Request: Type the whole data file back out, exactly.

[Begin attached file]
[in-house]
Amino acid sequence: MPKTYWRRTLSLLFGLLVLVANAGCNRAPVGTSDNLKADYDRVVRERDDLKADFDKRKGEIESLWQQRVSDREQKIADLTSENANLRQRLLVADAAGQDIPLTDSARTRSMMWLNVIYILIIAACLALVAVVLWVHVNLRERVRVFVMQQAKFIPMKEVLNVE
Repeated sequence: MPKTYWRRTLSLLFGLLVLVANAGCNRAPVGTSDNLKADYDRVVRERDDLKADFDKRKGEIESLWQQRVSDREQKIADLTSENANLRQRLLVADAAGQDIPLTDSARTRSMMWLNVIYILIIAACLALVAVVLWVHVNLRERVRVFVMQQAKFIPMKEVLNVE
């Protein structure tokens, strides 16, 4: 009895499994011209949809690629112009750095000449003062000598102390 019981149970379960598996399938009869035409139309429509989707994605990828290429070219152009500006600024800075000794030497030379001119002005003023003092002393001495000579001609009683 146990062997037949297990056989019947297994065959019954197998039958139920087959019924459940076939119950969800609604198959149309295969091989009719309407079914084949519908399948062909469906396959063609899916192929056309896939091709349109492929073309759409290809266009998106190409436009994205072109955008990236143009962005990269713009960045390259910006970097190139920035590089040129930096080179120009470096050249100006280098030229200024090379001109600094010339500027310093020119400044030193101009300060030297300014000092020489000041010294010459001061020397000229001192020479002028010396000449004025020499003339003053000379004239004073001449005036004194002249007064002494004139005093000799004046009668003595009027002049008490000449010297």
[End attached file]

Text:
[in-house]
Amino acid sequence: MPKTYWRRTLSLLFGLLVLVANAGCNRAPVGTSDNLKADYDRVVRERDDLKADFDKRKGEIESLWQQRVSDREQKIADLTSENANLRQRLLVADAAGQDIPLTDSARTRSMMWLNVIYILIIAACLALVAVVLWVHVNLRERVRVFVMQQAKFIPMKEVLNVE
Repeated sequence: MPKTYWRRTLSLLFGLLVLVANAGCNRAPVGTSDNLKADYDRVVRERDDLKADFDKRKGEIESLWQQRVSDREQKIADLTSENANLRQRLLVADAAGQDIPLTDSARTRSMMWLNVIYILIIAACLALVAVVLWVHVNLRERVRVFVMQQAKFIPMKEVLNVE
């Protein structure tokens, strides 16, 4: 009895499994011209949809690629112009750095000449003062000598102390 019981149970379960598996399938009869035409139309429509989707994605990828290429070219152009500006600024800075000794030497030379001119002005003023003092002393001495000579001609009683 146990062997037949297990056989019947297994065959019954197998039958139920087959019924459940076939119950969800609604198959149309295969091989009719309407079914084949519908399948062909469906396959063609899916192929056309896939091709349109492929073309759409290809266009998106190409436009994205072109955008990236143009962005990269713009960045390259910006970097190139920035590089040129930096080179120009470096050249100006280098030229200024090379001109600094010339500027310093020119400044030193101009300060030297300014000092020489000041010294010459001061020397000229001192020479002028010396000449004025020499003339003053000379004239004073001449005036004194002249007064002494004139005093000799004046009668003595009027002049008490000449010297």